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USA 1941
Directed by
Orson Welles
119 minutes
Rated PG

Reviewed by
Bernard Hemingway
4.5 stars

Citizen Kane

That Orson Welles was only 25 years old when he made Citizen Kane, regularly touted as “the best film ever made”, is quite remarkable but not perhaps as remarkable as the fact that already for a decade he had been regarded as a wunderkind in the world of theatre, and particularly after his infamous 1938 “War of the Worlds” radio broadcast. Both mediums have a clear influence on the film and also Welles’s reputation got him some top drawer collaborators including Gregg Toland who had just finished The Grapes Of Wrath (1940) for John Ford and who offered his services to the tyro director, A-list scriptwriter Herman J. Mankiewicz (who with Welles as co-author won an Oscar for the  screenplay), Bernard Hermann who had worked with Welles on his radio productions and Robert Wise, assisted by Mark Robson (uncredited), as editor, not to mention the little recognized contribution of Linwood Dunn and Vernon Walker on what was for its time state-of-the-art post-production work.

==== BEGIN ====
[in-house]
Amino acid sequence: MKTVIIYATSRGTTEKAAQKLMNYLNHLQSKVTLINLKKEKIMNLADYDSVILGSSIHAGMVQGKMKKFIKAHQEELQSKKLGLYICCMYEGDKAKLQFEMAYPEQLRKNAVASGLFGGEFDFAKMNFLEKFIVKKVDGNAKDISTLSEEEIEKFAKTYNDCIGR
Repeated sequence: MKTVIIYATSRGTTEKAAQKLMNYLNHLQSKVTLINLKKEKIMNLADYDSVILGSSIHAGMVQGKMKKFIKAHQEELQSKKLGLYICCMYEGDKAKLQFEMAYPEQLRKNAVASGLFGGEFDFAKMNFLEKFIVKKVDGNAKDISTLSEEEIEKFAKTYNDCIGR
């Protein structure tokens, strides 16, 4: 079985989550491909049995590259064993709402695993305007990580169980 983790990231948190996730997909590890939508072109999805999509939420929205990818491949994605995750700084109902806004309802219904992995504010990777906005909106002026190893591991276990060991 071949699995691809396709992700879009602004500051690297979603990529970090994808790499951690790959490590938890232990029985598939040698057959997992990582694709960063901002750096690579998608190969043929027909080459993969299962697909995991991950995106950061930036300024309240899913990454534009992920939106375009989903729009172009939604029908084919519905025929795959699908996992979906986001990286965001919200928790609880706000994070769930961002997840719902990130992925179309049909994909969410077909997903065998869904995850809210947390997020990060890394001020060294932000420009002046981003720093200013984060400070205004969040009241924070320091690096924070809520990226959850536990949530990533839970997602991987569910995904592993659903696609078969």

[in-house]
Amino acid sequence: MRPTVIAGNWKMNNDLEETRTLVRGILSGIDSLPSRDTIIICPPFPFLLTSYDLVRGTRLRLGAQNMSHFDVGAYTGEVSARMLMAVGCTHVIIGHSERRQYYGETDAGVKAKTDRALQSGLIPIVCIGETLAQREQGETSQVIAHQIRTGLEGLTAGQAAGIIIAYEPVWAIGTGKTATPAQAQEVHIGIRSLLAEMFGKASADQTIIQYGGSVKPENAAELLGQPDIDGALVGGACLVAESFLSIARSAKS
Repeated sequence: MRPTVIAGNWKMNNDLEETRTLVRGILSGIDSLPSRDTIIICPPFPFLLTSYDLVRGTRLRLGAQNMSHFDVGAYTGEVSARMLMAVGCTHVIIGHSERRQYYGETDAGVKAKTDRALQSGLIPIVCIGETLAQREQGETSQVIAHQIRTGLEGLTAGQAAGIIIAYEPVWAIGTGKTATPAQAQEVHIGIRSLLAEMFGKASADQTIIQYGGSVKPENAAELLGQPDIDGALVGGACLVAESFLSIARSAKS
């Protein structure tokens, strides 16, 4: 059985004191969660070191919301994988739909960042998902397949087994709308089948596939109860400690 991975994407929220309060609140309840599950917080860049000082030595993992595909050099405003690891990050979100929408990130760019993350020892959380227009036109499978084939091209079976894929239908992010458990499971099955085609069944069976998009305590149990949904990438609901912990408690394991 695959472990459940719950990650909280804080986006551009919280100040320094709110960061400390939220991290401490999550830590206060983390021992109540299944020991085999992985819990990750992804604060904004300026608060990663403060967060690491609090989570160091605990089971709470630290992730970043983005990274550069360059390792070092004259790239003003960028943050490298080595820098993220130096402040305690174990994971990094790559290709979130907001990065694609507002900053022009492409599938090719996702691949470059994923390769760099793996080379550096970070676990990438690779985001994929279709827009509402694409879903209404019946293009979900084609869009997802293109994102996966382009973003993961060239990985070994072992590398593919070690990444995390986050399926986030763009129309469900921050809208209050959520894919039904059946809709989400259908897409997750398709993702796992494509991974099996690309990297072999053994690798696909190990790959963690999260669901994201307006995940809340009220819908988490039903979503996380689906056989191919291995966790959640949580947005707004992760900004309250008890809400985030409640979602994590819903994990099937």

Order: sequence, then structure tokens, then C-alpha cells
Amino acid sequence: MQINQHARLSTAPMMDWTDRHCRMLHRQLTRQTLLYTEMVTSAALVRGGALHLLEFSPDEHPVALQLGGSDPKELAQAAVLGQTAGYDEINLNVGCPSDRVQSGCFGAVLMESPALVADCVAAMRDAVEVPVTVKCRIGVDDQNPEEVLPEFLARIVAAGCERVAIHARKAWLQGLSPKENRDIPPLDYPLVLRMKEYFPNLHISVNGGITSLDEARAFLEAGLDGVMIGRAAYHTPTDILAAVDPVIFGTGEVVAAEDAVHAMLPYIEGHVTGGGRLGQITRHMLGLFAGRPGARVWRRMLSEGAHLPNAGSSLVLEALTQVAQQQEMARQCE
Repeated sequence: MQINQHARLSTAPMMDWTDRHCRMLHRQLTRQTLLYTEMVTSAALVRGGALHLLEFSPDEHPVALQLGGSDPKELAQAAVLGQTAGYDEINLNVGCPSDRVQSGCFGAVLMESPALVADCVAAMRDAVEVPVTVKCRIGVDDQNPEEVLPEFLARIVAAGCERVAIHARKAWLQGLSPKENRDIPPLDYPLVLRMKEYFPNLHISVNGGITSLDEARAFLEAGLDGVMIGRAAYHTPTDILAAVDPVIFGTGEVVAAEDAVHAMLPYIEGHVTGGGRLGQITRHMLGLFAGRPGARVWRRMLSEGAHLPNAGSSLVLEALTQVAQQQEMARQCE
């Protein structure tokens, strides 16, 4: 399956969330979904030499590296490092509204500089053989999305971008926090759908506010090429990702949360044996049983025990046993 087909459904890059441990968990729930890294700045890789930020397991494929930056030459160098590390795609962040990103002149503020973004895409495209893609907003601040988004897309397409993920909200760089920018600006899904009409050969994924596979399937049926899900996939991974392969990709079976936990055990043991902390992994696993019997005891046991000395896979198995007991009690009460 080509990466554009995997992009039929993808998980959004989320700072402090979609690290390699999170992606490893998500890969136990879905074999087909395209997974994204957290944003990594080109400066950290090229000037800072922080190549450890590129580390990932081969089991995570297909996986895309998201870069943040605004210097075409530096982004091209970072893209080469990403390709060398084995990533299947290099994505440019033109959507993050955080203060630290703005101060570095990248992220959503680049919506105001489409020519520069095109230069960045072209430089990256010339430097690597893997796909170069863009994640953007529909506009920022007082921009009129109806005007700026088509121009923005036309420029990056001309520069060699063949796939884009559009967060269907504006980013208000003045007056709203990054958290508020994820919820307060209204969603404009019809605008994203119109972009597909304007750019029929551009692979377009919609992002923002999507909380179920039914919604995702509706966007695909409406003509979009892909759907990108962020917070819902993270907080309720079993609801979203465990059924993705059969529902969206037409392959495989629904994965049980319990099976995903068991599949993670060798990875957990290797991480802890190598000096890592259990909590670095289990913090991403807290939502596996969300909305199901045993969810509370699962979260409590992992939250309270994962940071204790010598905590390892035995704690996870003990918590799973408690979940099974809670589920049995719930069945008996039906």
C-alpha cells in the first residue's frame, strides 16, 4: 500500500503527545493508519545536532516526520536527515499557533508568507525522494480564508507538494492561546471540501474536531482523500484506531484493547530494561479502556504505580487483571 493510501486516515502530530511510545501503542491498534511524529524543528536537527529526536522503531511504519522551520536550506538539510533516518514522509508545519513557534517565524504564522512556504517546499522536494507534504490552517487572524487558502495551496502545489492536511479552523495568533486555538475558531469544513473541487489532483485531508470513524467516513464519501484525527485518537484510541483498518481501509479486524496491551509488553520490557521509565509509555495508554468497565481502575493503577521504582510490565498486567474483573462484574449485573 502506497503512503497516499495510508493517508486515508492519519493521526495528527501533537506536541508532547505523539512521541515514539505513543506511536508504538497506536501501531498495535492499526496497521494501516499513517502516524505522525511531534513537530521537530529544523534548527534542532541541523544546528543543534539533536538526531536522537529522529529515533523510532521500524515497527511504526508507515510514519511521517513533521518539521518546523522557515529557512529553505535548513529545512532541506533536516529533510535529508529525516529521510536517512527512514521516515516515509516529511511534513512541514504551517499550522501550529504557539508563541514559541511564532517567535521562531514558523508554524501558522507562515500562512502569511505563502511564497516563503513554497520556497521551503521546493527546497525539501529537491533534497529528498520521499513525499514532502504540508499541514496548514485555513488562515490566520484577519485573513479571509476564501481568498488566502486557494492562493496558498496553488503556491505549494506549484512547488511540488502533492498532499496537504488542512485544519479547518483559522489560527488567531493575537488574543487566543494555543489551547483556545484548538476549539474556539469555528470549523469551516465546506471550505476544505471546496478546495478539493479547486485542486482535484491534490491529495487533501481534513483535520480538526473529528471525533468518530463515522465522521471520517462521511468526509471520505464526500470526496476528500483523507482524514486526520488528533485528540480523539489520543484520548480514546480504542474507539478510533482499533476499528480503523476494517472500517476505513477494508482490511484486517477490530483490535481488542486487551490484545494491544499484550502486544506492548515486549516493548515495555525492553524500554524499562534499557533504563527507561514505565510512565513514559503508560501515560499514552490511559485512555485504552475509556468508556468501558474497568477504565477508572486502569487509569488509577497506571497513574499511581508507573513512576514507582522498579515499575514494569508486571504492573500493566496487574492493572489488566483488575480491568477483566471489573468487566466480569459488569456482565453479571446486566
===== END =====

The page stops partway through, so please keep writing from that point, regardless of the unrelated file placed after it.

Whilst Toland in particular is vital to the film’s standing this does not devalue the auteurial hand of Welles. It remains to this day a marvellous achievement, not least as a debut, and Welles never managed to top it (although legend has it that he would have the following year with The Magnificent Ambersons had not RKO irretrievably butchered the original print).

Although the uniqueness of the film (a thinly veiled account of the life of newspaper tycoon Randolph Hearst with Welles in the title role) was recognized at the time it was not a commercial success. The critics, and even Welles himself had reservations about the film’s “coldness” – a lack of organic development or insight into the character of Kane as he evolves from passionate idealist to lonely recluse.

But giving an account of a man's life in two hours is an weighty project and whilst the episodic approach used here handles the evolution in rather lumpy, prosthetically-enhanced steps, this is not only not as much as a problem as it might seem (how much do we know of the inner life of Michael Corleone, for instance?), the final shot of the “No Trespassing” sign on the gate of Xanadu echoing the scripted conclusion voiced by the investigating journalist (William Alland) that Kane’s inner life will forever remains inaccessible, Of course, unlike the players, we the audience know the meaning of “Rosebud” and thus the loss that ultimately determined the tragedy that was Kane's life. 

 

 

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